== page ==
A Dead Horse Nicknamed Chacha

“The advent of the pandemic has made economic liberalization even riskier.”

I dislike the saying “flogging to death a dead horse,” which means a particular effort is a waste of time as there will be no useful outcome coming out of that exercise of so much energy. It’s an idiom that is anti-animal rights and that is cruel. No one should ever beat a horse or animal, dead or alive. Unfortunately, as ugly as the phrase is, it is the right one for yet another attempt to amend or revise the 1987 Constitution.

Let me reiterate: I am not against charter change. In fact, I have written a book in 2007 on how to do it properly. I have also supported, through the years, efforts to change our constitutional form of government as a way of reforming our politics and expanding the Bill of Rights to include socio-economic provisions. But as I have written before, while I am open to charter change, I think it is foolish and reckless to attempt to change the Constitution in the time of a pandemic. In addition, changing the economic provisions of the 1987 Constitution now when there is global economic instability is dangerous and foolish.

The argument of Speaker Lord Velasco and advocates of economic charter change is that the modification of the nationalization requirements of the Constitution will have an outcome of substantially more foreign investment for the country’s economic recovery.

I disagree. As I have written before, removing the provisions on Filipino ownership will leave the country’s resources vulnerable, particularly with China taking interest in many of the Philippines’ assets. Allowing foreigners to own land and utilize our natural resources is for me a matter of social and environmental justice. That’s an absolute barrier we should keep in place if we do not want to exacerbate social conflict and insurgency. And for the rest of the economy, we should wait until the global economic chaos we are seeing—where there is right wing, nationalist, and populist pushback against globalization —settles. We must not unilaterally disarm by liberalizing our economy at a time of great global turmoil.

The advent of the pandemic has made economic liberalization even riskier. Without government support, many Filipino companies and businesses are headed to bankruptcy and collapse. It does not take rocket science to guess which people in our East Asia region are in the wings ready to buy at bargain prices and take over these enterprises and dominate our economy.

I firmly believe that holding the campaign today will only serve to divide the country: Both its fiscal resources and its people. The fight against the pandemic is a bigger concern to everyone and should receive the government’s highest attention. In an already divided country socio-economically and politically, charter change will, instead of bringing the country together, divide us even more.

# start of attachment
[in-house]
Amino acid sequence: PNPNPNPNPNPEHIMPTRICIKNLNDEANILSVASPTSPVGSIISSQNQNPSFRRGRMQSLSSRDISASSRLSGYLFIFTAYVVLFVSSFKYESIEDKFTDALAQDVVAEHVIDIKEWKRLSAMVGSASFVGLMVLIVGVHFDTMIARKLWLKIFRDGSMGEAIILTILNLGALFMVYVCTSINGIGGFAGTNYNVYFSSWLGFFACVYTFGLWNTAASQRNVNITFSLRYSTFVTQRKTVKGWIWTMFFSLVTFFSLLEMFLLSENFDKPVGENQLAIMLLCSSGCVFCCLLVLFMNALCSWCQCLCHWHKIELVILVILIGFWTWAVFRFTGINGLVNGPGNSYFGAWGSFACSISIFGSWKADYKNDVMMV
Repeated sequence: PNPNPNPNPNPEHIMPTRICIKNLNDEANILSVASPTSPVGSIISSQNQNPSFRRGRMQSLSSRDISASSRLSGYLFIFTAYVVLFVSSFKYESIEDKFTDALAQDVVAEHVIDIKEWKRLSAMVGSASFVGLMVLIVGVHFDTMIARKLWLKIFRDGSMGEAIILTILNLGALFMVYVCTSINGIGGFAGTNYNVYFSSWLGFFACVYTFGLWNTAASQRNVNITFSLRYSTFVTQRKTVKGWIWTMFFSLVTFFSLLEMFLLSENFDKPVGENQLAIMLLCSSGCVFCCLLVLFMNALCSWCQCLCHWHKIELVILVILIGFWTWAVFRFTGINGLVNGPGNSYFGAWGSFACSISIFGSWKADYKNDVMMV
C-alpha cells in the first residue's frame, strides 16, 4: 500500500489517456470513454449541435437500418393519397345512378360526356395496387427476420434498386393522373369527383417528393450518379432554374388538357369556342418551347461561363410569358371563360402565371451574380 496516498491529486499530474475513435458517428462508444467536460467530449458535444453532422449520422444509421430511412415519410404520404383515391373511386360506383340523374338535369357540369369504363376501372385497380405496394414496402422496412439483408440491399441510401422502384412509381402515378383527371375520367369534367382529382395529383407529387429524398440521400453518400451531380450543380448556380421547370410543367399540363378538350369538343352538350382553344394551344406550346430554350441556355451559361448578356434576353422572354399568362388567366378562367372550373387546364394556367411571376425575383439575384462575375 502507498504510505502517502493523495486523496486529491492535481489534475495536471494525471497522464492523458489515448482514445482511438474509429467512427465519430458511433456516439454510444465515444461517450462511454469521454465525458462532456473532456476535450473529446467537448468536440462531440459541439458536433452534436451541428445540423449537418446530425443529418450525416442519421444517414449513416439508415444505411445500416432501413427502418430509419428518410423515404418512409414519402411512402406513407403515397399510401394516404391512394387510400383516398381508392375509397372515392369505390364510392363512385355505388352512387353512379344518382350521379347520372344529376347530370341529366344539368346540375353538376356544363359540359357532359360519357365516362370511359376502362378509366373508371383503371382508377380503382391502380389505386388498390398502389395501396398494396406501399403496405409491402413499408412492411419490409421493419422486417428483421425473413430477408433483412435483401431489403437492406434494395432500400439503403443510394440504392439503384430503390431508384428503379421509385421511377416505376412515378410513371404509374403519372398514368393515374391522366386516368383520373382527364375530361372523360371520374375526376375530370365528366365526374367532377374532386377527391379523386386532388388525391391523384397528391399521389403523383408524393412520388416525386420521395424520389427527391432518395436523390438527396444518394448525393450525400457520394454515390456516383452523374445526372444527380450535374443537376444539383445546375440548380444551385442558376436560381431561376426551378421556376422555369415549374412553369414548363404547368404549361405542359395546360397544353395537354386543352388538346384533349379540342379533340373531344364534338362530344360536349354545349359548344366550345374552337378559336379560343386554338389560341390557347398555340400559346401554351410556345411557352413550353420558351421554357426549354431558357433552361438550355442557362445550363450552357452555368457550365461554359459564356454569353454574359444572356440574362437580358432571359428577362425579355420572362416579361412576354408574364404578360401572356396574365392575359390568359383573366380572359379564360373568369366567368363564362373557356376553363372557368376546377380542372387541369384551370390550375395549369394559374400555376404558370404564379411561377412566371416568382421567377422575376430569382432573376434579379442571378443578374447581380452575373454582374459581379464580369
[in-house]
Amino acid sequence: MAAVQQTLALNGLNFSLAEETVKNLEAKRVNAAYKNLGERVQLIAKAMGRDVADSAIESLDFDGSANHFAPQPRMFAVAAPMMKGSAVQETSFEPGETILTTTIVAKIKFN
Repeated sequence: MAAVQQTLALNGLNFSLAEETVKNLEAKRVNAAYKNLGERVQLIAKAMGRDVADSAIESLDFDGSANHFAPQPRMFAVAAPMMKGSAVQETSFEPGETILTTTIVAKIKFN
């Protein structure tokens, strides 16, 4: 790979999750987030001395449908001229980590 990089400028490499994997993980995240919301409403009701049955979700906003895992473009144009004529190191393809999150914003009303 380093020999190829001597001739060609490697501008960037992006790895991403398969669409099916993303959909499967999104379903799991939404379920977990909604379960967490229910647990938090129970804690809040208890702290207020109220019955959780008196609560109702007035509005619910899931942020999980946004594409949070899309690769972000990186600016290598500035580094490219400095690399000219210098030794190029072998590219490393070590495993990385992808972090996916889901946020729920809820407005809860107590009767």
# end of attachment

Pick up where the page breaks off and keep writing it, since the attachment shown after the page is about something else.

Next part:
The government should instead be focused on responding to the crisis instead of pushing for this campaign. The Duterte government should focus on the more important things right now—battling the pandemic, and ensuring that the Filipinos citizens are alive, well, with access to healthcare and the good vaccines, and economically in a better position. That will surely unite and not divide us.

There is also the danger that charter change will not end with the economic provisions. As my colleague Jayvy Gamboa and I have pointed out in another article: There exists no constitutional process or mandate for Congress acting as a Constituent Assembly, a Constitutional Convention properly called for, or through initiative that can, by force of law, limit the scope of a charter change. Once the process of charter change commences, the possibility of the proposed changes going out of our control is just around the corner.

Finally, there is the mode of changing the Constitution. Of the three modes of amending or revising the Charter, the constituent assembly will likely encounter a high level of distrust from the citizenry. A constitutional convention, notwithstanding its high financial cost, is generally more acceptable to ordinary citizens and more conducive for a circumspect constitutional drafting process.

Speaker Lord Velasco has been quoted as saying that the charter change resolutions will be approved by both Houses of Congress by the end of the year, that the proposals are not “dead in the water,” another dreadful idiom as water gives life and does not kill. But that is wishful thinking. I do not see a scenario where the Senate can assent to charter change. Besides, by October 2021, the whole country will be obsessed with the 2022 presidential race and the politicians’ energy will be on their own electoral battles. So yes, charter change is dead in the water.

I like Speaker Velasco. I see him as a modern and even a visionary politician. Flogging to death a dead horse we have nicknamed Chacha is out of character. I hope he reverses gear and makes sure all hands are on deck so the country can overcome the terrible impact of the pandemic.


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